Mark Brown: Cardinal George says same-sex marriage is irrational
By Mark Brown August 28, 2013 7:50PM
Cardinal Francis George | Rich Hein/Sun-Times
Updated: September 30, 2013 2:09PM
You might expect the leader of the Catholic Church in Chicago to explain his opposition to same-sex marriage on the basis of his religious tenets, but Cardinal Francis George says that’s secondary.
“This is first of all a rational issue before it’s a faith issue,” the cardinal told me in an interview this week. “That is, it’s nature that tells us what marriage is, that in marriage, men and women aren’t interchangeable.”
“We didn’t invent marriage. The church didn’t invent marriage. The state didn’t invent marriage. Nature gives us marriage. The Chinese are not Americans, and they’re not Catholic. They know what marriage is. Where did that come from?” George asked rhetorically.
I published parts of my interview with Cardinal George in Wednesday’s paper, and the response was such that I thought you might be interested in hearing more of what he had to say — whether or not you agree with him about who should be allowed to marry.
I do not agree with the cardinal, in case that is lost on anyone who doesn’t follow my column regularly. Personally, I think I could have an easier time accepting that someone’s faith precluded their support for same-sex marriage than that it was a matter of reason — which theoretically should transcend belief systems.
But that’s the cardinal’s primary argument, which he is entitled to express.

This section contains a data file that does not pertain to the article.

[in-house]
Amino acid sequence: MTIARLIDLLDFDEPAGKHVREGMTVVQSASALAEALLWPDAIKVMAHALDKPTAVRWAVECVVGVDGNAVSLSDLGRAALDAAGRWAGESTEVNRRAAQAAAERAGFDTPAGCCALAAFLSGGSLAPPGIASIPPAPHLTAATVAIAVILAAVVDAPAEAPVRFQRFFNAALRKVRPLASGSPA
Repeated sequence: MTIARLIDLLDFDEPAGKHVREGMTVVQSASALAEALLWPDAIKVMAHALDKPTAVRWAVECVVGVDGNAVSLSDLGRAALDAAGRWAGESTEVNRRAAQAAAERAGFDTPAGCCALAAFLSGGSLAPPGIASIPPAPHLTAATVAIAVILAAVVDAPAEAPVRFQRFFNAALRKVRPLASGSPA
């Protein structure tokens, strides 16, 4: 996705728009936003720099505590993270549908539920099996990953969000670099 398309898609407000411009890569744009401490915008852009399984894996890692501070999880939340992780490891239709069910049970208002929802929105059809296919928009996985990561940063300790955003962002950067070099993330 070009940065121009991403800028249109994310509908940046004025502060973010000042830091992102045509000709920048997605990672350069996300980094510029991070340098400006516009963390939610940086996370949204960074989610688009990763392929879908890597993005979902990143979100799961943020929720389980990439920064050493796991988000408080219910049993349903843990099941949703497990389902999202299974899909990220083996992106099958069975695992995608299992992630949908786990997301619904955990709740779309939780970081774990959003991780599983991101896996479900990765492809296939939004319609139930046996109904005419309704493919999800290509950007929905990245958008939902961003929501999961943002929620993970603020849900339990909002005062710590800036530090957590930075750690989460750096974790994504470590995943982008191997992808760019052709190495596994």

“In marriage, men and women do different things,” he told me. “They raise children differently. They contribute differently. They simply are different. It means something to be a man that’s different from what it means to be a woman, and vice versa. And to deny that obvious fact is something that just puzzles me, not as a matter of faith, but it seems to me to be less than reasonable.”
I would never deny that men or women are different, although I am struck by the fact that the popular concept of what it means to be a man or a woman has changed drastically in my lifetime alone.
During that time, many of the gender roles that were at one point assumed to have been conferred by nature have been completely reversed — as relates to child-rearing or the workplace or, dare we say it, the bedroom.
Going back through history, the definition of marriage has been a moving target as well, whether we’re talking about, ahem, polygamy in ancient China or chattel brides.
Still, the cardinal says it’s the “natural definition of marriage”— between a man and a woman — that the church is trying to protect by fighting to prevent state legislators from legalizing marriage for gay and lesbian couples.
“The state can protect [marriage.] It should,” George said. “But it has no right to change it.”
“I think it’s important for the state of Illinois that we not have a law that means that people have to kind of suppress what they know about marriage, just ignore it, and say: ‘It’s got nothing to do with children and family and all the rest. It’s just between two adults who love each other.’ ”
“That’s not what marriage is, and everybody knows that, but now we’ve got to pretend we don’t know it,” George continued. “A law that tells you you have to forget something that the vast majority of the human race knows to be true is not a very good law.”
“What is marriage? Marriage isn’t just about two adults who want to express their love. Marriage is about family. It’s about the continuation of the society. This law kind of reduces it to much less than we all know it to be.”
I’ve never understood this argument that marriage is about family and children. Men and women get married for a lot of reasons. Many couples don’t want children. Many of them can’t have children. There is no requirement that married couples have children, nor does it nullify the validity of their commitment.
Meanwhile, many gay and lesbian couples are raising children together, but their families are denied the same treatment under the law as my family.
Doesn’t seem fair — or rational.